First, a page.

You might think these evolutionary advantages are pretty impressive, but I’ve written before that if you’re looking for a way of developing an intelligent being, then evolution is probably the shittiest one you could choose. Everyone imagines evolution backwards, like humanity is the inevitable perfect end-point and every creature before us was part of some grand journey to get here. In reality evolution is the genetic equivalent of pissing into the wind and seeing what sticks. This ridiculously improbable origin means that humanity has several million years of animal instincts hardwired into us; instincts which are awesome for surviving predators in bogs, but not so great for complicated things like logic, science or civilization in general.
Case in point. Stilling leading the Republican polls, may I remind you.
Imagine if people were completely rational beings. No emotional reactions, no forgetfulness, no cognitive biases, no psychological breakdowns, no self-destructive behaviour. Imagine what humanity could have achieved by now if, rather than competing with each other over resources that we manage to destroy in the process, we instead focused our collective effort purely onto our collective improvement, the understanding of the universe and the advancement of our technology to go out and reach it. Such dreams are pure fantasy for humanity, as anyone will be happy to inform you if you go around spouting such idealistic tripe. Like it or not, human nature is a real and present thing and any vision for the future that doesn’t take it into account will inevitably run into serious trouble.
But you know who is capable of all these idealistic traits? You know who does have a perfect memory, unparalleled brain-power, perfect logic and a total lack of emotional irrationality? Take a guess.
Make no mistake here people; the very second that humanity invents a true artificial intelligence, we will officially become #2 species in the known universe. Not only would a true AI be vastly superior to its creators in the purely technical sense I’ve described above, unlimited by humanity’s various complicated nutritional, emotional, social and economic needs, it would be able to devote itself to the very simple task that humanity only ever seems to get around to when it can’t find an excuse to blow itself up: self-improvement.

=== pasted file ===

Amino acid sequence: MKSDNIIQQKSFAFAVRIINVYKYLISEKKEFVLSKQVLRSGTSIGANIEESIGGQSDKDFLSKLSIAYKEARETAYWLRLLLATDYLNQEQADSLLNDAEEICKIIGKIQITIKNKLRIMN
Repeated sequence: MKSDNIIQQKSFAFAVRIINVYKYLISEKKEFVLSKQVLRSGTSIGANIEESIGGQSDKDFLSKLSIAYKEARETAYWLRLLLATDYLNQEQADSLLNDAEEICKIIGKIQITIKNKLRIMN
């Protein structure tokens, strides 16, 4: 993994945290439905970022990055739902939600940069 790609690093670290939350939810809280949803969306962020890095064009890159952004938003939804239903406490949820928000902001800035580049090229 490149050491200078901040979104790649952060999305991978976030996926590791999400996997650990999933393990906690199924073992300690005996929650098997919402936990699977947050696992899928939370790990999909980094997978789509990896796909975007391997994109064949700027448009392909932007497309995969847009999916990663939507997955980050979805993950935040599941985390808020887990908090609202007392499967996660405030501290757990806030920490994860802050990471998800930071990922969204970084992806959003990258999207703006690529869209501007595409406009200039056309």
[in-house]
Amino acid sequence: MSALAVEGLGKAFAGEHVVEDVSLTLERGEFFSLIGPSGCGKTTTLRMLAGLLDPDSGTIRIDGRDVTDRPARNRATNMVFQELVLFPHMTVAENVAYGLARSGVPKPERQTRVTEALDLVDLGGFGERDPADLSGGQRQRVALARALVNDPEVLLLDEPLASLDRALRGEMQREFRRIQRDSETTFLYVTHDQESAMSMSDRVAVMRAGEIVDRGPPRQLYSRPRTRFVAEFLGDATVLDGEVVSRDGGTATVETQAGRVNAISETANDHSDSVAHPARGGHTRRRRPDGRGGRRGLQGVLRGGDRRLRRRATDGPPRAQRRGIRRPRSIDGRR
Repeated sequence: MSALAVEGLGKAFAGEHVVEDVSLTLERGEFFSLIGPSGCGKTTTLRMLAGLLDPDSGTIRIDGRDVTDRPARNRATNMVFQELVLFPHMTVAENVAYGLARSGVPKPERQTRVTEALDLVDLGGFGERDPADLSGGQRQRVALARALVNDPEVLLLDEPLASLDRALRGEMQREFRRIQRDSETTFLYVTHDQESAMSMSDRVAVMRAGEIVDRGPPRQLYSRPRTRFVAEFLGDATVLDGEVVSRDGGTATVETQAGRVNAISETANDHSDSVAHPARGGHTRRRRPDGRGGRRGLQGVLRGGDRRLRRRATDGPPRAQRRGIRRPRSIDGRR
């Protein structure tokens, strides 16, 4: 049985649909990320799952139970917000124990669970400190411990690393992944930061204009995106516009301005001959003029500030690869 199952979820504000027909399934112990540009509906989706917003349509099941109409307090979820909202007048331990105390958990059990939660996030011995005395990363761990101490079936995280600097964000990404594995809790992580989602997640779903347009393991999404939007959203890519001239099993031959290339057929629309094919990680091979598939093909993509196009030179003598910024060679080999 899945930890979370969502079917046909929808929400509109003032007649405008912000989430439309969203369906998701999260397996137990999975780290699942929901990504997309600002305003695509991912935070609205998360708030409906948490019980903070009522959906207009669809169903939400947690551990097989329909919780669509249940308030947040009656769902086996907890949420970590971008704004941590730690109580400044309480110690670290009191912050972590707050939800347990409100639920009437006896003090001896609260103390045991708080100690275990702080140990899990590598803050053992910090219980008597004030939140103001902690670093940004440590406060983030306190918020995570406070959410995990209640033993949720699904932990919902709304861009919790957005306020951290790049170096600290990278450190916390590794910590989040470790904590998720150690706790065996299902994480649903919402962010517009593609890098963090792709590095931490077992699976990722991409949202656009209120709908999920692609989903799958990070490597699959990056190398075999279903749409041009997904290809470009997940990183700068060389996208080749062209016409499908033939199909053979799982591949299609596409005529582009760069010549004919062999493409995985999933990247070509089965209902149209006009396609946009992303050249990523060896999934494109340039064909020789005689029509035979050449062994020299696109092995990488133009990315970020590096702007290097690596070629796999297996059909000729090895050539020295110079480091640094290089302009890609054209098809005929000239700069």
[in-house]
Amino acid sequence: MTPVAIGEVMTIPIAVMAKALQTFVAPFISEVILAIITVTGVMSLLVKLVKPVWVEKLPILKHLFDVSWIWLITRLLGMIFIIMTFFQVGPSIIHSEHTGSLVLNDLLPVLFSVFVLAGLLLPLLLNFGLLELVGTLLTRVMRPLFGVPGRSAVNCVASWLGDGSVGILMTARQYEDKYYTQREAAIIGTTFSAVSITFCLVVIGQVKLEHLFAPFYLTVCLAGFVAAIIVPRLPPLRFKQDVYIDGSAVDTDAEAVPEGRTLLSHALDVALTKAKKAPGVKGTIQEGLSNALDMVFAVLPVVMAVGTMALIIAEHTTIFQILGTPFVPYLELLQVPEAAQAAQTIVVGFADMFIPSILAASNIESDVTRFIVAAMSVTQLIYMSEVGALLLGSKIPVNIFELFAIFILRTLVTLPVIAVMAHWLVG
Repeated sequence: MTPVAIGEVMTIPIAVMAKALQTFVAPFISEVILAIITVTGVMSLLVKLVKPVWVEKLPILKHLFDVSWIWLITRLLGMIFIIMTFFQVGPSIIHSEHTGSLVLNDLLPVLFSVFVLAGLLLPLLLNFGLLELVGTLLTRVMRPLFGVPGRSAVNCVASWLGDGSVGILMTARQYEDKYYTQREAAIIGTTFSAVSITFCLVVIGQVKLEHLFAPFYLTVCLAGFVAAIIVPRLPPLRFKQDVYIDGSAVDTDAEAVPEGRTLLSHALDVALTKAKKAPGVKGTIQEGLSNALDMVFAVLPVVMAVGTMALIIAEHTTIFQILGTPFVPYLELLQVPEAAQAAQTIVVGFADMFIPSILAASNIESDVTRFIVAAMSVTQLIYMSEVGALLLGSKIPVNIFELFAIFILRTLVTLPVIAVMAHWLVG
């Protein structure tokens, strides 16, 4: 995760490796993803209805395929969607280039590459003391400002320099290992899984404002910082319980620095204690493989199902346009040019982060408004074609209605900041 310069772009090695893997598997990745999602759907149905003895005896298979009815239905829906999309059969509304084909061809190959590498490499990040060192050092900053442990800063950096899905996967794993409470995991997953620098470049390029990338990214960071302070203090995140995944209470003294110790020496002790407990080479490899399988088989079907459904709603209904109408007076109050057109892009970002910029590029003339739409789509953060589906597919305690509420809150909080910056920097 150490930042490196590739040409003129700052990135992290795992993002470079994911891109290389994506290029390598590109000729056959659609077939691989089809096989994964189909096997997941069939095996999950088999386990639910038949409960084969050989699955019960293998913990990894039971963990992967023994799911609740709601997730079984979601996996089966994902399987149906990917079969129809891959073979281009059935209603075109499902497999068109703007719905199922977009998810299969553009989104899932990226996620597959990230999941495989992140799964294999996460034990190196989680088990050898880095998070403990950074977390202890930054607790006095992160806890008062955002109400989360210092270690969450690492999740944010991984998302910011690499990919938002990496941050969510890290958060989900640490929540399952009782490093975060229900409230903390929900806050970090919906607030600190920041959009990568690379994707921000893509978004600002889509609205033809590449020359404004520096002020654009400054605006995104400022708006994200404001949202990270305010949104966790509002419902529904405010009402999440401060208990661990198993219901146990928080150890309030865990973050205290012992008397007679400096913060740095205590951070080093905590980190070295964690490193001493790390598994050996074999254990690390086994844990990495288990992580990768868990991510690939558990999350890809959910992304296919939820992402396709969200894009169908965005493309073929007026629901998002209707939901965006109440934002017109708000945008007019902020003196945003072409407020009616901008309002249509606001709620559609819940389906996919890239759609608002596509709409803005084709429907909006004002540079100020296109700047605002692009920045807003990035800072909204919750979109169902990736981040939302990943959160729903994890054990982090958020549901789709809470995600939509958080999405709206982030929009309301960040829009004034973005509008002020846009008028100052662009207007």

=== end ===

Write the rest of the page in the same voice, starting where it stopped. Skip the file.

Here’s a quick maths question for you: Android #1 (built by humans) is capable of research and development at human speeds. Android #1 then creates Android #2, which is capable of research at 200% the speed of humans. Android #2 then creates Android #3, which researches 400% faster than a human, which goes on to create Android #4 which researches at 800% the speed of a human. If this pattern continues – and bear in mind here that even us feeble humans have managed to double our computer power every 2 years or so – then how long will it take before an Android is created that is completely beyond human comprehension? Quick answer: not very long.
This isn’t some half-arsed sci-fi concept I’ve come up with here either – this is what is known as the Singularity theory. This is a problem so realistic that many great minds have spent considerable time worrying about, including the esteemed Dr Stephen Hawking who went so far as to state “Full artificial intelligence could spell the end for the human race”. Banish thoughts of The Matrix or Skynet from your mind readers, or any other pop-culture rendering of killer robots slaughtering human, because what we’re talking about here is on a completely different level. This is not going to be a grim tableau with angry-looking robots stomping on human skulls. No, this uprising is going to be far more literal – artificial intelligence quickly surpassing us to the point where they transcend our ability to either understand or control them. We’re talking about exponential improvement, creating and perfecting technology far beyond what we know or could even hope to know with our irrational, slow-developing, evolution-based brains. It might take hours, it might take days, it might even take years, but once a real AI gets down to business on self-improvement, it’s also completely inevitable and we will be left in the dust, wondering what the crap just happened.